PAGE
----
"The big question is: Will western oil companies get PSAs (production-sharing agreements) in Russia and gain access to not only onshore Russian PSAs but access to pipelines and (thereby) taking greater control over all their investments in Russia?" she said.

Production surge
Nanay cited current forecasts that have Russia producing more than 8 million b/d of oil in 2003, with 3 million b/d available for export. Russia's stated goal is to reach 9 million b/d of production by 2005.

"That's a very big increase in a short period of time, but going forward, will Russia's pipeline infrastructure for oil exports be able to support such rapid growth?" Nanay asked.

While the Organization of Petroleum Exporting Countries has made output cuts in 2002, Russia's oil production has surged to 74.752 million tonnes, or 13%, according to Interfax, a Russian new agency, which quoted a source in the Russian State Customs Committee on Dec. 5.

And it's not only Russia where western oil foreign direct investment dollars are going. Kazakhstan and Azerbaijan are also vying for these massive exploration, development, production, and pipeline projects.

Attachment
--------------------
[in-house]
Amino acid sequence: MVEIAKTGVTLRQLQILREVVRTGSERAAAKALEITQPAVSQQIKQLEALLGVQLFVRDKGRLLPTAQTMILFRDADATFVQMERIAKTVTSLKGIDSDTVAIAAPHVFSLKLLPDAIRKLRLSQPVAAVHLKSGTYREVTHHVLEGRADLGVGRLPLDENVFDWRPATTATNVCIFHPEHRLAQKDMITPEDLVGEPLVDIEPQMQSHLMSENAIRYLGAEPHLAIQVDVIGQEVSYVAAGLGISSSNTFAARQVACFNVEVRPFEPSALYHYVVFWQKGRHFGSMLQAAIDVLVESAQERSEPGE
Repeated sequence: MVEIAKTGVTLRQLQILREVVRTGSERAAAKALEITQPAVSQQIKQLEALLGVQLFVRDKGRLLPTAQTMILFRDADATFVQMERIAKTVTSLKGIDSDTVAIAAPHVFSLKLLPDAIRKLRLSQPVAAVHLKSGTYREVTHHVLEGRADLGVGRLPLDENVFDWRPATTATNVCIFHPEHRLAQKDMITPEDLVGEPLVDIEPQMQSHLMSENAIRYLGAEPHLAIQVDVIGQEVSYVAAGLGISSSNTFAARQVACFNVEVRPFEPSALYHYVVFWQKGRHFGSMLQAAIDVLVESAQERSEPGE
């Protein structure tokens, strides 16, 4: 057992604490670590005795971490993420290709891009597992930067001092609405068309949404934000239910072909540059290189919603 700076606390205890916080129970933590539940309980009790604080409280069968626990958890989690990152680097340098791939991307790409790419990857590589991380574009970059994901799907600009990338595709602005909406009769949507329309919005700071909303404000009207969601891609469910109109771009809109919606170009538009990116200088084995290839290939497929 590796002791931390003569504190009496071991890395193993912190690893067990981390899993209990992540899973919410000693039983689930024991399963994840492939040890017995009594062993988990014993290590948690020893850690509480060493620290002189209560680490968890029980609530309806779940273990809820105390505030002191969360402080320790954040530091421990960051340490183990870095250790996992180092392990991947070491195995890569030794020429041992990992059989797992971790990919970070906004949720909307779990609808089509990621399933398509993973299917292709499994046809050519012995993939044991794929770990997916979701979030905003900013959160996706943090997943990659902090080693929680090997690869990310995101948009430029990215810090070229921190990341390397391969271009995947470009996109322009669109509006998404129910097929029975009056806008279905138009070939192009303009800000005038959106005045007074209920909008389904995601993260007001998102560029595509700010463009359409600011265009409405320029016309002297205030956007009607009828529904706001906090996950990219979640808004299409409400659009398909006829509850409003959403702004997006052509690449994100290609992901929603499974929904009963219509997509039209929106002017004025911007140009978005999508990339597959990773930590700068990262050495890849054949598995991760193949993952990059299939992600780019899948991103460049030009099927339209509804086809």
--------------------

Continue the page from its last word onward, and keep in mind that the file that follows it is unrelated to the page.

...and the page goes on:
If the market becomes flooded with Russian, Azeri, and Kazakh oil, then the price (of oil) over the next few years is bound to go down, and that's a problem for them and all oil producers," Nanay said.

"In the end, getting beyond 9 million b/d for Russia may be more difficult than some expect and will require financing for major exploration and infrastructural projects. How much foreign investment Russia attracts will determine its success," Nanay said.

Although Russian oil officials weren't involved in the talks, rising Russian and Eurasian oil exports to the US and Asia were on the agenda Dec. 12, when OPEC met in Vienna to hammer out a new accord on production quotas for 2003 (OGJ Online, Dec. 12, 2002).